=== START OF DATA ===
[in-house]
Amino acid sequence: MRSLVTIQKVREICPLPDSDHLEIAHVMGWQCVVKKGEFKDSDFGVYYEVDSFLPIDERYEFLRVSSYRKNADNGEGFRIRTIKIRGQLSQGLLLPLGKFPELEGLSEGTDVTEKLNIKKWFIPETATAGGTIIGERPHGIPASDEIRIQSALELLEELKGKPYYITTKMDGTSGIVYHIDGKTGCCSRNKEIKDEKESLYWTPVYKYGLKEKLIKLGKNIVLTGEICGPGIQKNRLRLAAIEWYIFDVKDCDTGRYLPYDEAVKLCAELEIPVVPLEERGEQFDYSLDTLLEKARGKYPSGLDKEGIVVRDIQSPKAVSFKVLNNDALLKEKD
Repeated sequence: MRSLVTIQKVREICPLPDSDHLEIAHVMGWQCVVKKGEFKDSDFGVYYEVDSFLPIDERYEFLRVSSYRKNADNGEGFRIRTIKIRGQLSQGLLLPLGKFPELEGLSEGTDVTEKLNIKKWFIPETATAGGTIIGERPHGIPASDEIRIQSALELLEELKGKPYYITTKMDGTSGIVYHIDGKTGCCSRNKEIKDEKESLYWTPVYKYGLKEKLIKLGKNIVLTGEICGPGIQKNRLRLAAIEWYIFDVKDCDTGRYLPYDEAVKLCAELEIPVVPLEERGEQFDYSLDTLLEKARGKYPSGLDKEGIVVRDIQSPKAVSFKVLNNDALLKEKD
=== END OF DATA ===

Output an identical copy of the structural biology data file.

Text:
[in-house]
Amino acid sequence: MRSLVTIQKVREICPLPDSDHLEIAHVMGWQCVVKKGEFKDSDFGVYYEVDSFLPIDERYEFLRVSSYRKNADNGEGFRIRTIKIRGQLSQGLLLPLGKFPELEGLSEGTDVTEKLNIKKWFIPETATAGGTIIGERPHGIPASDEIRIQSALELLEELKGKPYYITTKMDGTSGIVYHIDGKTGCCSRNKEIKDEKESLYWTPVYKYGLKEKLIKLGKNIVLTGEICGPGIQKNRLRLAAIEWYIFDVKDCDTGRYLPYDEAVKLCAELEIPVVPLEERGEQFDYSLDTLLEKARGKYPSGLDKEGIVVRDIQSPKAVSFKVLNNDALLKEKD
Repeated sequence: MRSLVTIQKVREICPLPDSDHLEIAHVMGWQCVVKKGEFKDSDFGVYYEVDSFLPIDERYEFLRVSSYRKNADNGEGFRIRTIKIRGQLSQGLLLPLGKFPELEGLSEGTDVTEKLNIKKWFIPETATAGGTIIGERPHGIPASDEIRIQSALELLEELKGKPYYITTKMDGTSGIVYHIDGKTGCCSRNKEIKDEKESLYWTPVYKYGLKEKLIKLGKNIVLTGEICGPGIQKNRLRLAAIEWYIFDVKDCDTGRYLPYDEAVKLCAELEIPVVPLEERGEQFDYSLDTLLEKARGKYPSGLDKEGIVVRDIQSPKAVSFKVLNNDALLKEKD